Frequent Flyer Miles

Hospital Christmas Tree, hospital, medical, ID, identification, patient, band

Travel frequently with any major airline and before long you will accumulate Frequent Flyer Miles.  Gather enough points and you can start planning a getaway weekend to someplace warm or maybe remote enough to forget the cares of everyday life.  Oh how I want to cash mine in soon . . .

So I walked into our neighborhood hospital for a test and the gal at the reception desk greeted me by name!  She had my red radiology folder already in-hand, clearly expecting me at any moment (with most of my “HIPPA” paperwork already started!).  Talk about customer service?  Er, no.  More likely it’s a function of my frequent visits to medical practitioners and departments within the past week:  SEVEN OF THEM!

It’s the week before Christmas so I thought I would photograph a few hospital I.D. bands within the bright green branches of a Dwarf Mugo Pine.  Kinda looks pretty, doesn’t it?  Ugh.  I digress. I’m alright, Gentle Reader.  The choking coupled with increased nightly seizures turned out to be symptoms of a sinus infection and all are gradually subsiding with a course of antibiotics.  I’m getting back to baseline.  Too bad they don’t award Frequent Flyer Miles for taking care of yourself or enduring a bumpy flight!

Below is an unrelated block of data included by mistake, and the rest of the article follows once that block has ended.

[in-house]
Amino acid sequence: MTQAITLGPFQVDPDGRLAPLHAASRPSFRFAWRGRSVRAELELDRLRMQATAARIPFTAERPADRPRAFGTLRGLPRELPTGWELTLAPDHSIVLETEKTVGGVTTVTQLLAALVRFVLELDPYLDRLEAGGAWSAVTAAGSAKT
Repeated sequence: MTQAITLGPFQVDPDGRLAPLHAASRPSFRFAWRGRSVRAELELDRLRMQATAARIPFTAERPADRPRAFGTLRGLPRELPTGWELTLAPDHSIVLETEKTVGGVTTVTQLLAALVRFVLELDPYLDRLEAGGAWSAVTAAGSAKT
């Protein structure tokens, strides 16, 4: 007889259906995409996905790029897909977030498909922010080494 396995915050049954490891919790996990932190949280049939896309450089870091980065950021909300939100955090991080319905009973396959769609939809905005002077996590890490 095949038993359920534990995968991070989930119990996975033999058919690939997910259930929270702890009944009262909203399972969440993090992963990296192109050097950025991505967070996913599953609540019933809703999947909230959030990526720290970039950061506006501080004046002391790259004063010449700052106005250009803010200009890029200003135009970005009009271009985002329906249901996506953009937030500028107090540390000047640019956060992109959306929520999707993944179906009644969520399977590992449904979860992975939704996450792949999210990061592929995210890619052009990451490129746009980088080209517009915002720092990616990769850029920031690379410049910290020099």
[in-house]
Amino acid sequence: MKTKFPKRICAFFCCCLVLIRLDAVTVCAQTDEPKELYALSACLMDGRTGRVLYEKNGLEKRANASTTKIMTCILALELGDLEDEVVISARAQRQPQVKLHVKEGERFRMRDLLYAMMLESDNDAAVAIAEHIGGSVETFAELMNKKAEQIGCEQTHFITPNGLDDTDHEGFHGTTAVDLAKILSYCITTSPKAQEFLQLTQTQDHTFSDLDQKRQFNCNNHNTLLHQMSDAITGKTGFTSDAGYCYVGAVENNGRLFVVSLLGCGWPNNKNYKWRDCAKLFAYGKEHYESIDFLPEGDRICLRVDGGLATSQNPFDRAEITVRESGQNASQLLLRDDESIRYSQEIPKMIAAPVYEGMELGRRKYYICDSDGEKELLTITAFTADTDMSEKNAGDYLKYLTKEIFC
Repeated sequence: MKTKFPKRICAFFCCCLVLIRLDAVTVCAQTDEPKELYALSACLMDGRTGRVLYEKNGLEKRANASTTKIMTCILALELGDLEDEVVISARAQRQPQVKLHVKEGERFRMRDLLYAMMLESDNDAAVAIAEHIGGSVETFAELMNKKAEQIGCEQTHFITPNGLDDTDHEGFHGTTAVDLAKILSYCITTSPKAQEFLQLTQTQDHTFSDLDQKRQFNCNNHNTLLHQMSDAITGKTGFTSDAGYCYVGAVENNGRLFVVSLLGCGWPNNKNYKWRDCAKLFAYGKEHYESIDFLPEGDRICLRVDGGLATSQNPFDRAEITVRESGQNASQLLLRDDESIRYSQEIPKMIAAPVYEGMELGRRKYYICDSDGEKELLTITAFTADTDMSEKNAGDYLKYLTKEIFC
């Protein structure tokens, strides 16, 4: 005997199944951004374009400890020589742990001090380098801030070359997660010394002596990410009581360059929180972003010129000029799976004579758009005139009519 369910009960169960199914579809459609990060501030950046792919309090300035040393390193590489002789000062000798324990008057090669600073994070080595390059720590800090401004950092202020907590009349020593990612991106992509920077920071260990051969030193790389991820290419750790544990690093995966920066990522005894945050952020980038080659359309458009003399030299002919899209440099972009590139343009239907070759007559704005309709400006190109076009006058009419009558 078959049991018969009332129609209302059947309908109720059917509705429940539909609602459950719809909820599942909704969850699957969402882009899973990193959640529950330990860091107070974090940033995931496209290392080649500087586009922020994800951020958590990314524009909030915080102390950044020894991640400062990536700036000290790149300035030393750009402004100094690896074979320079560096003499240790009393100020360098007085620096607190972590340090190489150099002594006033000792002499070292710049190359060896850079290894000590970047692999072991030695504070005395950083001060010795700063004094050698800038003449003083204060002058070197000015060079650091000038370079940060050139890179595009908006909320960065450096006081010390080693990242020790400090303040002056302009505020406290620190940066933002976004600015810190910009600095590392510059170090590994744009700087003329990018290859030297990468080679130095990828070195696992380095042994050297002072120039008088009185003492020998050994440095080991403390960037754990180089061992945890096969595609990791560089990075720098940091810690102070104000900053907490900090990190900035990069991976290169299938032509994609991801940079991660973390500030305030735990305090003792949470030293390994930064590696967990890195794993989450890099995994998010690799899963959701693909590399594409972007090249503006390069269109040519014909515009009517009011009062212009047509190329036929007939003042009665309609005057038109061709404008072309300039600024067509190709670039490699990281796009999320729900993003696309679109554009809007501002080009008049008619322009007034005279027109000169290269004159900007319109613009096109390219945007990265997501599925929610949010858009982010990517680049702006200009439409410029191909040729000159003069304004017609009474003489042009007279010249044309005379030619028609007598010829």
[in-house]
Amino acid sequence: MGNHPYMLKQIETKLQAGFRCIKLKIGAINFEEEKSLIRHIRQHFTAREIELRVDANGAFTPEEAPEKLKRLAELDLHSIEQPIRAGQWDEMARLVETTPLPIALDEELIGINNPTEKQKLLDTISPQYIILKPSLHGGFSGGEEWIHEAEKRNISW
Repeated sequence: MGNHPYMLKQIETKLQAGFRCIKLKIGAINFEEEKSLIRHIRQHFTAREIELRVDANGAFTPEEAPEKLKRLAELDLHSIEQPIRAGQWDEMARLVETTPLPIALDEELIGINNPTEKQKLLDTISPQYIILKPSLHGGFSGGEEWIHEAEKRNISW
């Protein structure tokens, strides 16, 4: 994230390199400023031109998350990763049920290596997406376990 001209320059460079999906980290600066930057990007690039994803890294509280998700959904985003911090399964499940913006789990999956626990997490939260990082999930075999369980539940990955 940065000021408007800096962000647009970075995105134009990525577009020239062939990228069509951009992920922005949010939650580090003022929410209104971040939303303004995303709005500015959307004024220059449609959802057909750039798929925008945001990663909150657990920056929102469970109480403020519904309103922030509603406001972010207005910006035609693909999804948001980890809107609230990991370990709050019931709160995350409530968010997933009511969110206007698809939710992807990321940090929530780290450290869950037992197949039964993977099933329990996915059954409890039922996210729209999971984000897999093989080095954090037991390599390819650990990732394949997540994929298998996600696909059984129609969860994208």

Overall, I am grateful to have these healthcare “destinations” to guide me along my journey towards recovery.  Various medical appointments are my daily occupations of late, mixed in with wrapping a few gifts and trying hard to focus on serving others in this season of giving.   It really does help to put your eyes on the needs of others to help lessen the burden you may be carrying.  I was reminded of this in the middle of this past week, sitting alone in the chapel of our local hospital.  Ever visit one?  They are a sweet oasis when needed.

Thank you my Lord, Jesus Christ, for meeting me there in my own time of need.  So glad you always take a flyer on me when I call . . .  JJ

 

The Struggle is Real

Wake up and wait for the tempest beast to roar

Through my head, my tender frame — ah the pain:

Will I be able to hold back the waterfall in my loins

Will my body rage with tazoring if I try to rise to soon?

Welcome to my world, my day, my nightmare as Cooper said

Alice had black eye make-up unlike the darkness behind my lids

Held so tight, squeezed closed by puppet-like strings of wrath

Taunting my resolve leaving me nowhere to turn but to His Face.

My Jesus knows torture far worse and soon we will celebrate

How He came to save us from our hell by His bodily sacrifice

His ministry when hated, limited only by the perishing of His frame

Such a witness for me, for all to keep moving forward always.

No trial shall thwart the plans made for us in the womb

When our Lord crafted our days, the ups and the deep downs too —

He grieved yet promised to walk with us and deliver us one day